The past weeks have been difficult and strange in equal measures. Lockdown has done some funny things to us all. In my case, it has prompted the rather sadistic sounding activity of reliving past Cup heartbreaks and scrutinising their impact on a manager’s legacy.
Take our injury plagued FA Cup final with Chelsea in ‘09. Arguably, those injuries denied David Moyes the domestic cup success that his tenure probably deserved and warranted. As a result, the Moyes’ era, in which Everton vastly improved, will always be blotted by the continuation of our trophy drought. However, it is the 2016 semi-final encounter with Manchester United, which evokes similar feelings of ‘what if?’…
In what was a dismal league campaign during the 2015-16 season, Roberto Martinez’s team of serial underachievers, found salvation in the cups.
The League Cup had seen Everton reach a semi-final, edged out in controversial fashion by the eventual winners- Manchester City. Whilst the FA Cup saw Everton more clinically and convincingly dispatch of Dagenham & Redbridge, Carlisle United, Bournemouth and Chelsea: scoring 9 and conceding 0 across these four rounds. Reaching another semi-final.
Following an embarrassing, but all too familiar, capitulation at the hands of a Dimitri Payet inspired West Ham, pressure was mounting on the Spaniard. With just a week until an FA Cup quarter-final and disillusionment within the ranks of Evertonians at new heights, it quickly became apparent that only the FA Cup could provide Martinez with the pressure-relieving, and somewhat redemptive tonic he so badly needed.
On the 12th March, just a week after total embarrassment, Romelu Lukaku’s quarter-final heroics under the Goodison lights, fired Everton to Wembley and gave Martinez his shot at redemption: win the FA Cup.
On the day of the semi-final, Everton knew that victory over Louis Van Gaal’s inconsistent United side, would set up a final against fellow league strugglers: Crystal Palace or Watford. In effect, Everton were 1 game away from reaching a cup final in which we would have been favourites. A rare opportunity. One in which the Martinez reign depended on.
On the 23rd of April, a bright and sunny Wembley was met by a bright start from Everton. After beating Fosu-Mensah to the ball, Romelu Lukaku had a golden chance to put Everton ahead. Instead, rather profligately, the Belgian’s cumbersome touch past the onrushing De Gea, took him away from goal. Only managing a tame, floated effort to be stabbed at goal, before being emphatically cleared off the goal line. Later, in similar fashion, Lukaku failed to convert a wonderfully weighted through ball from Tom Cleverley, into a goal. Let down again by his loose control.
Typically, after a brave and spirited half hour, Everton were made to pay for their wastefulness in front of goal. Dancing past the statuesque Mo Besic, Martial managed to pick out former Everton player, Marouane Fellaini, who calmly slotted home on the 34th minute.
Trailing at half time, Everton’s rebuild was slow and steady. Yet, after good work from Aaron Lennon and Ross Barkley, Everton had a penalty before the hour mark. A penalty which Everton’s top scorer, confidently stroked towards the corner, only for David De Gea to tip around the corner following an athletic lunge to his right. It all felt very ‘Everton’. And unfortunately, it was.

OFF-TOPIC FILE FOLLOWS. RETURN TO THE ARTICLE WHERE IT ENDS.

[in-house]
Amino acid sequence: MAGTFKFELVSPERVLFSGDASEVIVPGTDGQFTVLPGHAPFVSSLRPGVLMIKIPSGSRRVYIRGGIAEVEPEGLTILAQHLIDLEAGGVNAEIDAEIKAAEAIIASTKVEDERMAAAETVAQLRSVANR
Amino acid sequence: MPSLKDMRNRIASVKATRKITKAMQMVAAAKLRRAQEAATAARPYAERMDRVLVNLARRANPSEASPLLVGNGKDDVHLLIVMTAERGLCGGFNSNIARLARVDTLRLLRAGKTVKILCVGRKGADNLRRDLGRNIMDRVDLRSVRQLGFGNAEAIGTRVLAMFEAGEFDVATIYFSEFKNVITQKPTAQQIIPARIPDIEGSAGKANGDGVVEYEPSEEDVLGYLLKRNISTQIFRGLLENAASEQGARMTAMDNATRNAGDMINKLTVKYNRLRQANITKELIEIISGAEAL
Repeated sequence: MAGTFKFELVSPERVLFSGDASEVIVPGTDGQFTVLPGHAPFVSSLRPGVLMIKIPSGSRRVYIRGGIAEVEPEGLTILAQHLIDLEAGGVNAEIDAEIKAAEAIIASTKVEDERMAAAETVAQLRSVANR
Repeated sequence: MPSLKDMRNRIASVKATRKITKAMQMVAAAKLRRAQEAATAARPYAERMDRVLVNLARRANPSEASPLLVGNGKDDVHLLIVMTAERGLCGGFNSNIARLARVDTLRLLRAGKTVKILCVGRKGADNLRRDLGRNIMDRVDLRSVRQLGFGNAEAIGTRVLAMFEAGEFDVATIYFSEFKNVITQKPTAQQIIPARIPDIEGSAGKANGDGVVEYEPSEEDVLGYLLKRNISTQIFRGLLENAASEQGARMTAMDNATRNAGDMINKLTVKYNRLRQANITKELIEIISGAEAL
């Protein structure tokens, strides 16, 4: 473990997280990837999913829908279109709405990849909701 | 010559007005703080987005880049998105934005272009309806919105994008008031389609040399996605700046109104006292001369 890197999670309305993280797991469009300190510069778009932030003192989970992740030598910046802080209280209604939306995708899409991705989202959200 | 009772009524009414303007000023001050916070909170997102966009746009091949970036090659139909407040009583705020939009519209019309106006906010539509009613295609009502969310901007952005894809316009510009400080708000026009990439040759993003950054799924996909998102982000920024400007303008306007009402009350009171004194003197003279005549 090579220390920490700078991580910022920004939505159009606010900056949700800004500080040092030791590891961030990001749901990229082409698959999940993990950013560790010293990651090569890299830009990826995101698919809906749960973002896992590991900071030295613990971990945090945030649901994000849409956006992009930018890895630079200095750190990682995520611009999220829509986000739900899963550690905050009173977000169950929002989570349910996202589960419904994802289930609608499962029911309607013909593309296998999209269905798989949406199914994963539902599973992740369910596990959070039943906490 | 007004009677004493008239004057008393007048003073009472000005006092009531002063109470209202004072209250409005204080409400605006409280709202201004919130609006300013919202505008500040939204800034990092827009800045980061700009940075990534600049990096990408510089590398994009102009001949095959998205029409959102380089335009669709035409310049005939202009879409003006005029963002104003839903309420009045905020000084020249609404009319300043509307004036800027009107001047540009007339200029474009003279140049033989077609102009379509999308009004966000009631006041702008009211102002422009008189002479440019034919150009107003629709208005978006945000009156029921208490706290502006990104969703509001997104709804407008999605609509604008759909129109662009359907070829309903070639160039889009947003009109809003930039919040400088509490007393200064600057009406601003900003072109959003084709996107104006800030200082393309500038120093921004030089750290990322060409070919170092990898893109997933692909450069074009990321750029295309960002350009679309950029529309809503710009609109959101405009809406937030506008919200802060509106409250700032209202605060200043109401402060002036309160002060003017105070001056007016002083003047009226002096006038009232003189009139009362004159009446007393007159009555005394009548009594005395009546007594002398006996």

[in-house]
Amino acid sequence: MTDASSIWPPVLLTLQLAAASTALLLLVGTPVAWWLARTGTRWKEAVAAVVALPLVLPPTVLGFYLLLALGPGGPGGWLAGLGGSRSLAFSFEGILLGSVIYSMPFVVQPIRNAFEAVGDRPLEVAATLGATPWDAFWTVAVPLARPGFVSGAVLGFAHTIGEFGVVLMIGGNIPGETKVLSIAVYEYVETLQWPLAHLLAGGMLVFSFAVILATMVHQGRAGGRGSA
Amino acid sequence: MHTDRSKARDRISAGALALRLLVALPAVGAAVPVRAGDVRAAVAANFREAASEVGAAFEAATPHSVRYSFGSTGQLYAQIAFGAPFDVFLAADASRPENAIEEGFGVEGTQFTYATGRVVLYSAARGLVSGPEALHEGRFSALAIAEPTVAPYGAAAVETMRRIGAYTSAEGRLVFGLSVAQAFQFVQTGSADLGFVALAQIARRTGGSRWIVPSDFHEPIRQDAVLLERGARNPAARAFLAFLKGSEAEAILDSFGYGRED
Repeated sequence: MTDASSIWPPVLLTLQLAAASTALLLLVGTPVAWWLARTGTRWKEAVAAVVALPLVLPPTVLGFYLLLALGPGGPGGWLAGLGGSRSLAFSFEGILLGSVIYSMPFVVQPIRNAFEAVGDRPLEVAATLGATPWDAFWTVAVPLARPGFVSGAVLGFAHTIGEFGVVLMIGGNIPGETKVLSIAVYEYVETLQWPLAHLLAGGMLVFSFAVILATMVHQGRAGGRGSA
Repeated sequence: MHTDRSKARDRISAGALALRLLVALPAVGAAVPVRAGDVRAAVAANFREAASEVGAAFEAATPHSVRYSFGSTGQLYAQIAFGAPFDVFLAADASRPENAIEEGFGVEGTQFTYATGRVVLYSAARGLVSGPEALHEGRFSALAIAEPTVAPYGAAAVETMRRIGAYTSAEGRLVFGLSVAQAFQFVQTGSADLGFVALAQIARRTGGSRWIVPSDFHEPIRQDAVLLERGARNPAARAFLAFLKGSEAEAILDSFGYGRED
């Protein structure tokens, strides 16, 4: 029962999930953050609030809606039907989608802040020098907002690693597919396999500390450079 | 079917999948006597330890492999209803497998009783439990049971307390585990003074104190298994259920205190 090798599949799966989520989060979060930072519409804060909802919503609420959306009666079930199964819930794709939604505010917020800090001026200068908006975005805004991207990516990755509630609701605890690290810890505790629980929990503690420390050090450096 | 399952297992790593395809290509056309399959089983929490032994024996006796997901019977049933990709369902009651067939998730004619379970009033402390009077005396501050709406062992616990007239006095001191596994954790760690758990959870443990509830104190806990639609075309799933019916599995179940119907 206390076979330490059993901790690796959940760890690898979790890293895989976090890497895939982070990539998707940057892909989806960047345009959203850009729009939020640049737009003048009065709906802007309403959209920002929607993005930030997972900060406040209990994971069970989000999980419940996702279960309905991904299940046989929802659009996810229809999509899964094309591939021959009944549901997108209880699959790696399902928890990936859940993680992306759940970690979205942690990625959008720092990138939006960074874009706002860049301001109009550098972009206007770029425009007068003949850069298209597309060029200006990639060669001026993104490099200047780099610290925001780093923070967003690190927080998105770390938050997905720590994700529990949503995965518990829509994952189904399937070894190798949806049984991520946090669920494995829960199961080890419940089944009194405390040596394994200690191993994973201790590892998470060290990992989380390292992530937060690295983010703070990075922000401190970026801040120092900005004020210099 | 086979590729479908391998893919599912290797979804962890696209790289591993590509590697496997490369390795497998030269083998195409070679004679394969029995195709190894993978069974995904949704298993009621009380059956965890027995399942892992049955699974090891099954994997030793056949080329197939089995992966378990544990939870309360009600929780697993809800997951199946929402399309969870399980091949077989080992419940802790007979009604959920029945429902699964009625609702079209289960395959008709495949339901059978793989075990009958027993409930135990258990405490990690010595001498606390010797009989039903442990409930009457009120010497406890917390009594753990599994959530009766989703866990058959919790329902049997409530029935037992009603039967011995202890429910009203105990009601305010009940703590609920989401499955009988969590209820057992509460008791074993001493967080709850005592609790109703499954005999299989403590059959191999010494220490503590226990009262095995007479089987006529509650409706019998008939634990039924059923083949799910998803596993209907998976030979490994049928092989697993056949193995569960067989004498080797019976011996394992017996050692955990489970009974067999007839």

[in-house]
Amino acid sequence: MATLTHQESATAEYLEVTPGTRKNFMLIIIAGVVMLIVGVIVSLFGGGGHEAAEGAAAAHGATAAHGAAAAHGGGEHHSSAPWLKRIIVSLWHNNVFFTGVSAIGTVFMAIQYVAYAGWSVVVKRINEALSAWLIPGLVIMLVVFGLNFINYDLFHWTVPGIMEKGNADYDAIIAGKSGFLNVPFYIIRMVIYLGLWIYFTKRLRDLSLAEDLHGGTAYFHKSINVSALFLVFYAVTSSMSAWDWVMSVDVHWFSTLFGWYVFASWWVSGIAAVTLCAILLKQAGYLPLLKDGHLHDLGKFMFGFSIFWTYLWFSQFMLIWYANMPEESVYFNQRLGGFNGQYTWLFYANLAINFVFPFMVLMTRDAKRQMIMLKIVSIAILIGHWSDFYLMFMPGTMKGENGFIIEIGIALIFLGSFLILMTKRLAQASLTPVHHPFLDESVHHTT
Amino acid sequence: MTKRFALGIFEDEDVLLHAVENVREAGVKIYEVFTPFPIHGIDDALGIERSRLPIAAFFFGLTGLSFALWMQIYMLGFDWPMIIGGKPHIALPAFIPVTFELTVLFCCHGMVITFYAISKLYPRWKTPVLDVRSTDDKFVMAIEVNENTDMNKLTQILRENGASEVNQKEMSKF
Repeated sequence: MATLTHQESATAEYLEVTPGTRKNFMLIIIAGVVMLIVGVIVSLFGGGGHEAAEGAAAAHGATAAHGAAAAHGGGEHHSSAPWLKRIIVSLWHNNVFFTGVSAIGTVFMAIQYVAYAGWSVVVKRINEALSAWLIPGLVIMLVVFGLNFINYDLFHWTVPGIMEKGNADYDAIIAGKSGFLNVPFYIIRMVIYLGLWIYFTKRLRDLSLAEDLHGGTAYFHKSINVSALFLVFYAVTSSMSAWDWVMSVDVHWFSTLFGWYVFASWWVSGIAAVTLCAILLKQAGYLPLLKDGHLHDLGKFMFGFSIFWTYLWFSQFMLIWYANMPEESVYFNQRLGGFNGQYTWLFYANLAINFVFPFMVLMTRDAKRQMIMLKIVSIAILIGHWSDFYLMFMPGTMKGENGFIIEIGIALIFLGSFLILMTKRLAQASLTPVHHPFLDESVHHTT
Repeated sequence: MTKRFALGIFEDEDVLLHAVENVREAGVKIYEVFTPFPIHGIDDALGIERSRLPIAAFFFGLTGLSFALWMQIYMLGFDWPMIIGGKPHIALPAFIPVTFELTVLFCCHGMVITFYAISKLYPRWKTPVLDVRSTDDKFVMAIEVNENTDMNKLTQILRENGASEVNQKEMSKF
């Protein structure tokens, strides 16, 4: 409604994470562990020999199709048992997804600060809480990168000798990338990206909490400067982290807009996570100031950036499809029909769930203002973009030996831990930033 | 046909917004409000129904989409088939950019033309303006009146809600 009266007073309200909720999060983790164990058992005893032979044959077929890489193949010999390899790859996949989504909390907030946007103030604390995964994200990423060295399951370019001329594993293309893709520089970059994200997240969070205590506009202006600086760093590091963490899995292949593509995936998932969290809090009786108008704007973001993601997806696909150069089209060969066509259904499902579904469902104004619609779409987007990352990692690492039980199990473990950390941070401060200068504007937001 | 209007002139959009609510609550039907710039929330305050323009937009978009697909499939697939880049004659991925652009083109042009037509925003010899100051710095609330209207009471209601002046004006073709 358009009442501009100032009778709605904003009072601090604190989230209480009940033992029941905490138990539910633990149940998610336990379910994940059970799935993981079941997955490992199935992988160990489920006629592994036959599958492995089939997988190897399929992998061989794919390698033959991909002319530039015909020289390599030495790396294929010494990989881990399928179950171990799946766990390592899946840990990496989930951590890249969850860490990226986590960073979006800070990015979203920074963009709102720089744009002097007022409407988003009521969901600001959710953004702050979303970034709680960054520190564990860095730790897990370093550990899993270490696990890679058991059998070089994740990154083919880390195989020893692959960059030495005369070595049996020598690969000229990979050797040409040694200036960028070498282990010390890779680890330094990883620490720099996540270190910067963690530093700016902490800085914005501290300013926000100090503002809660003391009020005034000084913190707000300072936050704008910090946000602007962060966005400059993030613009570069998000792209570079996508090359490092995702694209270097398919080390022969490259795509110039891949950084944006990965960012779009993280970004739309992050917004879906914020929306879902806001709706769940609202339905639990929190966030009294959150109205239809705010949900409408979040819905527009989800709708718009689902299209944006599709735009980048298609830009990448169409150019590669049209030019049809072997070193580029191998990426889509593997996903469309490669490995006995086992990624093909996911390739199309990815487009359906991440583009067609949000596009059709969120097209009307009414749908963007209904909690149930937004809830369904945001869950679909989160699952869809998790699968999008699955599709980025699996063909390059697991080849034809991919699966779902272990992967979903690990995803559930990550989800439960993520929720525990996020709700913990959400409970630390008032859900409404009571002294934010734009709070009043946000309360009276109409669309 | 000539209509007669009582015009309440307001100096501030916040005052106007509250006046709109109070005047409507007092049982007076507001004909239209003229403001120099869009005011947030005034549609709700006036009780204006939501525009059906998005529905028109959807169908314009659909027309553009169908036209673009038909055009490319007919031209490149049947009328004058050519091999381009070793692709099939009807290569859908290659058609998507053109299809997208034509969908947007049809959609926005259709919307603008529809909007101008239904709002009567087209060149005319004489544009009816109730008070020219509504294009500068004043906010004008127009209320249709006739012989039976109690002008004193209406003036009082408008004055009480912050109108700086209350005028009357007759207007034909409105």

After Gerard Deulofeu’s searching ball was inexplicably turned into his own net by Chris Smalling, a brief eruption of joyous hysteria swept over Evertonians, with just 15 minutes to play. Then came the heartbreak. After a game in which not much seemed to go their way, Smalling’s OG represented a false dawn for Everton. Their luck had not turned, and this would be no replica of the triumphant semi-final clash with United in ’09.
As the Everton players seemed to naively start planning for extra time, with John Stones and Phil Jagielka unconvincing in the final minutes, the mercurial Frenchman, Anthony Martial, broke free and tucked the ball into the far-right corner of Joel Robles’ net. A real sickener. With just seconds to play, the lack of mental resolve which had been the undoing of these players so many times before, had proved costly once again.
A day later, Crystal Palace (who would eventually finish 16th in the league), joined United. After beating Watford 2-1, they would eventually go on to lose by the same scoreline in the final (aet). Though it was an extremely competitive final, and Palace would have undoubtedly proved difficult opponents for us too (as they had done in both league encounters that season), it is hard not to reenvisage the final with Everton in place of United. As favourites amongst the bookies. Buoyed by quarter-final and semi-final wins against Chelsea and United, battling past a dogged Crystal Palace in the final and lifting their first trophy since 1995. Oh if only…
History is full of these ‘what if’ moments. Football is no different, as I’m sure Roberto Martinez reflected on, following his sacking just a month later. With an FA Cup to hand, he would have almost certainly avoided the sack, which, with Farhad Moshiri’s money that coming summer, would have been fascinating. Could Roberto have addressed his tactical deficiencies through lavish spending and an extra year of learning? Maybe, maybe not. But avoiding the wasteful purchases of Martinez’s successor, Ronald Koeman, certainly sounds appealing. After all, Sam Allardyce would never have happened…
Albeit fun, frustrating, and painful, speculating on alternative history can get messy, futile and detract from the main premise of this article.
Ultimately, we will never truly know what victory in that semi-final would have meant for Everton FC or Roberto Martinez. However, we do know that it reflected a gilt-edged chance to win a trophy. An opportunity that went begging. Sealing the fate of Roberto Martinez.
Hopefully, with Ancelotti, a few of these ‘what ifs’ will soon become realities.